Dusting Off Old Recession Strategies Shows That Patience Doesn’t Pay

I got a wiseguy email from an old wiseguy colleague of mine last week. He asked: “Are you ready to dust off your 2002 columns yet?”

In a sense I could. When the economy hit the post-Internet bubble skids six years ago you couldn’t swing a Palm Pilot without hitting some kind of punditry about investing in the future, being patient, playing for the long term and ignoring the stock market. Most of that stuff was wrong. Patience was not rewarded in 2002. The stock market drove a lot of decent companies into a deep ditch.

The last thing retailers need to hear right now is a paean to patience. This downturn is different. Its speed is scary. The amount if displacement is dramatic. And our ignorance of those things is more staggering to me than any Citigroup write-down. As I write this, GM has extended buyouts to its ENTIRE hourly workforce. And more than a few stock analysts have applauded.

Patience? Long-term planning? Ignore the stock market?

I won’t insult you by repeating 2002. Let’s get real. I did go back to the 2002-2003 downturn stories and I found a few realistic best practices that retailers can learn from during what I believe will be a very deep, fast downturn. The world of retailing changes very quickly. If you don’t believe me I have one word for you: Macy’s. We’re in for a bad time up until Q4, I believe, and then smart retailers will start reap the benefits of good planning, energized consumers, and intelligently applied analytics. I found three ways to play in this economy, and they’re all about relationships:


1) Solidify BtoB Relationships: I stole this play from the Yahoo! playbook. After it took the big post bubble hit in 2001 and 2002, it turned away from Wall Street and headed north to Madison Ave. and faced up to its horribly fractured relationships with ad agencies. It started to treat brand managers to exclusive research about internet shopping and advertising. I’m not sure about this, but I’ve heard rumors that Yahoo sales managers even bought a few client dinners in 2003. This didn’t work right away, but when the ad market came back, Yahoo became the ad agency darlings very quickly. Ad revenue followed.

2) Invest in Customer-Facing Technology: Amazon is the obvious poster boy for analytics. It weathered the post-bubble internet market by serving up more of the same customization that made it popular in the first place. But other retailers used the last downturn to simply learn more about customers. Coach stepped up its high-end branding and its lower end outlet retail. UK-based Debenham’s learned that women would come to the stores to check out fashion shows and increased loyalty as a result. Tesco made loyalty a science during the last downturn.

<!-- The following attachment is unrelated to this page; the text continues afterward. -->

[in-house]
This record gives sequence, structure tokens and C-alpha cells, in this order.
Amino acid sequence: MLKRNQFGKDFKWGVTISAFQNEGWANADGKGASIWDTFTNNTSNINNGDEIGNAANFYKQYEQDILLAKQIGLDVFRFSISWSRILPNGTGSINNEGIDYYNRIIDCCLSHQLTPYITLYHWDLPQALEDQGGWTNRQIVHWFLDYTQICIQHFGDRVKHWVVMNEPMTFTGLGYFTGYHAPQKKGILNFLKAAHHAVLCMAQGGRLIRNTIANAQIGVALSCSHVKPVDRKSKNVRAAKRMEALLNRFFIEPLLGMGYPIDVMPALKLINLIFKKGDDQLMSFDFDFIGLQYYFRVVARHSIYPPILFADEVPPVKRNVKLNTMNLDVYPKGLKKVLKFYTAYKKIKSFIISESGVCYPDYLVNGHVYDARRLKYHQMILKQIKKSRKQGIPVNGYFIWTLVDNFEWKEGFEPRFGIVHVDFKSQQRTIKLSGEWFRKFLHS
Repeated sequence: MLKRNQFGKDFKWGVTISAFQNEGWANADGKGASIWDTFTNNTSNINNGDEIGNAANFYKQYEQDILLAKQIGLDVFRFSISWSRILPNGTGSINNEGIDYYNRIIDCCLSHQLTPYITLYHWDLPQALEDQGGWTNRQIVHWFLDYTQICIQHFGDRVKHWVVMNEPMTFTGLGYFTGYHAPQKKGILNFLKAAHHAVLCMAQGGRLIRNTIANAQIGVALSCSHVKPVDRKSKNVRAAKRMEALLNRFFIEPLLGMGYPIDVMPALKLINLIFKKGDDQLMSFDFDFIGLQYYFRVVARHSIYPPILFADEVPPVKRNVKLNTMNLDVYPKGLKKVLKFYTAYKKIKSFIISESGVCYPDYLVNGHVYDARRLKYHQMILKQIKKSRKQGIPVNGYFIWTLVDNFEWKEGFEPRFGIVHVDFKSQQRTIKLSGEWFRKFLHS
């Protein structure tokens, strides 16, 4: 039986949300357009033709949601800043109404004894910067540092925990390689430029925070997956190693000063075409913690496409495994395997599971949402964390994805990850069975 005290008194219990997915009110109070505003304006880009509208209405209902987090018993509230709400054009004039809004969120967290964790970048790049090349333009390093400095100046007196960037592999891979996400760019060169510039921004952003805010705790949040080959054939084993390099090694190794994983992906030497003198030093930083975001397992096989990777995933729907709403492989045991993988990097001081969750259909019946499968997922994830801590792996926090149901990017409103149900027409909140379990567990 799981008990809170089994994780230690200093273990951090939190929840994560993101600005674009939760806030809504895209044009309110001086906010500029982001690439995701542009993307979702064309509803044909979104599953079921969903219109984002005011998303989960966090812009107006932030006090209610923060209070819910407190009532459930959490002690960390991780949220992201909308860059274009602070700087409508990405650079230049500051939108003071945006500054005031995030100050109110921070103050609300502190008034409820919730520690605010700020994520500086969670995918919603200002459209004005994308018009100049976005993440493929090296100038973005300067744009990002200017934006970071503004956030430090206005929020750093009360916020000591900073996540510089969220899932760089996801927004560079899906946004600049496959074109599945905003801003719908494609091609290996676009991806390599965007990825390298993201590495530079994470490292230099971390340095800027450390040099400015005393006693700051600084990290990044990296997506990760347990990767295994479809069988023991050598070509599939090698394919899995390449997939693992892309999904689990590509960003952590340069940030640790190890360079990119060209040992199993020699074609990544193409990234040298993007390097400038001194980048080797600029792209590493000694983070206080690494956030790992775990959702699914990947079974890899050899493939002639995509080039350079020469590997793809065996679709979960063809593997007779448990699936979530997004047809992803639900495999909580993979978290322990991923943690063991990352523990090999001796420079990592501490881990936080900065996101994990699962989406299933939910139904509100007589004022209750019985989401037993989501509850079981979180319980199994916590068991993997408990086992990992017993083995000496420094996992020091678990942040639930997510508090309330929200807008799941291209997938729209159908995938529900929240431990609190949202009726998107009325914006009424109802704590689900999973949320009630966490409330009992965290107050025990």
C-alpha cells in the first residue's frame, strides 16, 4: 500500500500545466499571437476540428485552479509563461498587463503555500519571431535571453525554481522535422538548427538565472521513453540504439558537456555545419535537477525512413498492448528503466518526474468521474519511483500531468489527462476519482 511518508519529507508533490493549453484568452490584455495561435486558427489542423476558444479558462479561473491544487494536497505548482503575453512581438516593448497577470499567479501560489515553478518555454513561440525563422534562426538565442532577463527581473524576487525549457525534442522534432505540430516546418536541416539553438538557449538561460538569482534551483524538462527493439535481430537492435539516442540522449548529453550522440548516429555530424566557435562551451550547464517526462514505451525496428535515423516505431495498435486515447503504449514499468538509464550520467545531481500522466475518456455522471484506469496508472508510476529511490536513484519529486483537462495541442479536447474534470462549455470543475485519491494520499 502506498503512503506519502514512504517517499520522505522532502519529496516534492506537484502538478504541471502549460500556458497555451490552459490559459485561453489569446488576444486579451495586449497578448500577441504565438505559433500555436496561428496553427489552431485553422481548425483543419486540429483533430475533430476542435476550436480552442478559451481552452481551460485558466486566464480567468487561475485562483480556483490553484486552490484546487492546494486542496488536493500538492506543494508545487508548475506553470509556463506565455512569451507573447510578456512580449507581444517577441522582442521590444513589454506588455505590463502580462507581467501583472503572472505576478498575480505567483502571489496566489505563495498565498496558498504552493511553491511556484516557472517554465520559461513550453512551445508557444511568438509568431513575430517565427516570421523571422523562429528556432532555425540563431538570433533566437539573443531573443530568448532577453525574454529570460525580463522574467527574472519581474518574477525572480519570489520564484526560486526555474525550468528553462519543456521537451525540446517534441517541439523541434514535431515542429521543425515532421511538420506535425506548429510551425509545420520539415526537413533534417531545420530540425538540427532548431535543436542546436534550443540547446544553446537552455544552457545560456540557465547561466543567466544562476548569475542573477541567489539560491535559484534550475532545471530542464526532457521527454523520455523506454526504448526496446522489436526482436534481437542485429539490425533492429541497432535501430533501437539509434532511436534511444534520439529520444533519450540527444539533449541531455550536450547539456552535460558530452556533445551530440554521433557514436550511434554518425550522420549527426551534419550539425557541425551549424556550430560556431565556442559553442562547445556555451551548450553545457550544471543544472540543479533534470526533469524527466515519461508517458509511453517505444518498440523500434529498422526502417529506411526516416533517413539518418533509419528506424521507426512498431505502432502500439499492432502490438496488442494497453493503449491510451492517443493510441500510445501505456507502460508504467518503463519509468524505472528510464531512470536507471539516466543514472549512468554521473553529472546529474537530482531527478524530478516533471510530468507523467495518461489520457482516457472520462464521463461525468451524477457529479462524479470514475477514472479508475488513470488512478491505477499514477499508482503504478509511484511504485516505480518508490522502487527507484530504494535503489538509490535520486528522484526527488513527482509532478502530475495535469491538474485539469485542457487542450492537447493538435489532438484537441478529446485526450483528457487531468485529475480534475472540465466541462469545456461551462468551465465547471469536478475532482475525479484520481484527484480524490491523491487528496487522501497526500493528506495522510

3) Invest in employees: A late January research report from Accenture found that globally, 53 percent of consumers have bailed on a brand due to a negative customer experience. Employees are simply the conduit of that experience. The battle between Lowe’s and Home Depot will come down to employee service. The battle between Costco and WalMart is being waged more on the sales floor than on the internet. Guess who pays their employees more? Guess who has a health care plan? Don’t think that technology guarantees a positive customer experience. Employees guarantee customer experience.

I wouldn’t preach patience right now. I’d preach competition. Wall Street analysts are not your friend. They never have been, so stop kissing their collective behinds. The customer is your friend and even if your friend doesn’t visit you as much, they’re still valuable and should be treated as such. Retailing is a multi-channel, multi-customer art and science in this downturn. Don’t dust off 2002. Envision 2009.

John Gaffney is Executive Editor, for 1to1 Media. He and the 1to1 editorial team have received several awards during the past year for their expert coverage analysis of customer strategy. He has worked directly with many Fortune 500 companies to craft a customer-centric message and contributes frequently to Retail TouchPoints.

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